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Written by 3K Admin   
Wednesday, 15 September 2010 23:16


During every season of festivities, consumers frequently face significant increase of price of essential foods, such as chicken. During the first week of the fasting month this year, chicken prices rose from about RM 5.50 per kilo (for standard chicken)  to around RM 7.00 – RM 7.50per kilo.  Some places were even reporting prices up to RM 9.00 per kilo. 

These prices increases were not just confined to the Klang Valley.  Chicken at Batu Gajah, Perak was sold at RM 7.50 per kilo, at Bahau Market, Negeri Sembilan, at RM 7.00 per kilo and at Kg. Koh, Sitiawan at RM 7.50 per kilo.

The Federation of Livestock Farmers Associations of Malaysia (FLFAM) reported that three factors that had caused higher ex-farm prices were the hotter weather affecting the health of the chicken, the banning of wheat by Russia affecting feed prices as those who had been using wheat as a chicken feed base had switched to corn and soy based feed, affecting feed prices (Malaysian chicken are fed on corn and soy based feed) and thirdly demand and supply factors.

Yet even taking into consideration the ex-farm prices, chicken was being sold at exorbitant levels at the market place. Clearly, some parties were taking advantage of the festivities to make excess profits.

This practice of profiteering is not new. Every festive season there are traders who take the opportunity of the festive season to overcharge and cheat consumers.

According to FLFAM, on an average 1.4 – 1.5 million chickens are sold every day.

Who are these parties profiteering? What can be done to stop consumers being cheated?  Are those profiteering, the wholesalers or the retailers? Certainly there appears to be a lot of blame being directed at various parties in the supply chain.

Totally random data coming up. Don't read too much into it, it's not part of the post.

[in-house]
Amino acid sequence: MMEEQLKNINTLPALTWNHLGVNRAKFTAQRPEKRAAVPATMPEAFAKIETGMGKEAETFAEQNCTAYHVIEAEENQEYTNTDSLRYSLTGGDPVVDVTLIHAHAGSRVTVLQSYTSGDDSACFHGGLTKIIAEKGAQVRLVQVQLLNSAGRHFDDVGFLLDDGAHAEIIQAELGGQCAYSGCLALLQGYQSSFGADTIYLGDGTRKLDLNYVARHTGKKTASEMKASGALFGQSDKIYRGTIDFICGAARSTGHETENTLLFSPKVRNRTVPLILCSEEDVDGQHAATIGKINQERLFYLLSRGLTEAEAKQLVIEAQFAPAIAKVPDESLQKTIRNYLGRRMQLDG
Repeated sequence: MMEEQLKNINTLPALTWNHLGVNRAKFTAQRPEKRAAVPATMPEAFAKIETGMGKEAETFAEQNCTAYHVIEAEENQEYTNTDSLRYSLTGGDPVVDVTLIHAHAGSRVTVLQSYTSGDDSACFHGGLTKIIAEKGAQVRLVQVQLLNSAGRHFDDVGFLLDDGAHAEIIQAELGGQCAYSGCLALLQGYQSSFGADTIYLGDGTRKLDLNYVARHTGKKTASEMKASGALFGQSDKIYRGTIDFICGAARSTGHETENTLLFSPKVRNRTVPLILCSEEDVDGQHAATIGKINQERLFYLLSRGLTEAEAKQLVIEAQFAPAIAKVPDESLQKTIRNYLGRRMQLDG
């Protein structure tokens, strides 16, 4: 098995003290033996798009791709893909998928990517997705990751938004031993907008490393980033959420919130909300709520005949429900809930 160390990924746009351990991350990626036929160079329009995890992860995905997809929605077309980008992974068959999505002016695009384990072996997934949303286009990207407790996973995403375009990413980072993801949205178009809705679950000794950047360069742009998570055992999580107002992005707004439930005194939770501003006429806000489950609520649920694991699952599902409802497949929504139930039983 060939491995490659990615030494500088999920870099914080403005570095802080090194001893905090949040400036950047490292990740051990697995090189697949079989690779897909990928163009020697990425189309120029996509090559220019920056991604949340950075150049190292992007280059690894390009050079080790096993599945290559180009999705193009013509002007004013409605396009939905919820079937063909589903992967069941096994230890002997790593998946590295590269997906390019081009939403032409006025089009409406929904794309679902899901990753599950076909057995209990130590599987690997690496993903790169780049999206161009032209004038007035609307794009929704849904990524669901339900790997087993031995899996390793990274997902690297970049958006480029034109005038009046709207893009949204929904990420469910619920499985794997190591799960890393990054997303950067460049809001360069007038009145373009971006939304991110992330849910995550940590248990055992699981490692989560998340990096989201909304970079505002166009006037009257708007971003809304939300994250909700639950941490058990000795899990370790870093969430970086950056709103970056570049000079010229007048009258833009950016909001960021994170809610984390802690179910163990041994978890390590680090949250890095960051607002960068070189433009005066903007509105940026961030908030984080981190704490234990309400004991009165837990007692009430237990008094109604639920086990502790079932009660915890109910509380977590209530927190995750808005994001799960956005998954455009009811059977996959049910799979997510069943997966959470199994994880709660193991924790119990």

More importantly, how do we address this situation so that the consumers will not be at a disadvantage during festive seasons?


To overcome these issues, FOMCA proposes three actions:

1.    FAMA intervenes in the market during festive season.  During the festive seasons, FAMA plays a critical role in buying chicken from the farm, and supplies to retailers, fixing the prices that the retailers can sell.


2.    FLFAM is allowed to directly market their produce in the market.  They can sell at a fair price and ensure that other traders follow their norm.


3.    Government monitors the supply chain and the cost factors and announces the ceiling price that chicken can be sold.


4.    The Government should also ensure that throughout the food supply chain, for all related food inputs and items, there is open competition.   There should be no parties along the supply chain, who because of APs, or licensing or market collusions or other illegal or unethical market practices, are able to manipulate pricing.  An open market would ensure that the consumer gets the best deal.


For a more long term solution, FAMA needs to establish more Pasar Tani throughout the country, and enable farmers to directly sell their produce to the consumers.  Both farmers and consumers will thus get the best price.

Government also needs to invest in agriculture so that we can reduce our food import bill as well as be ensured of a secured food supply.  During the rice crises  previously, it was clear that traditional exporters of rise to Malaysia, sought to make short-term gains by selling elsewhere to make higher profits.  We thus had a rice crises.

Thus while food prices are certainly critical, emphasis should also be given to food security.

   Dato’ Paul Selva Raj, FOMCA

9 September 2010

Last Updated on Wednesday, 15 September 2010 23:30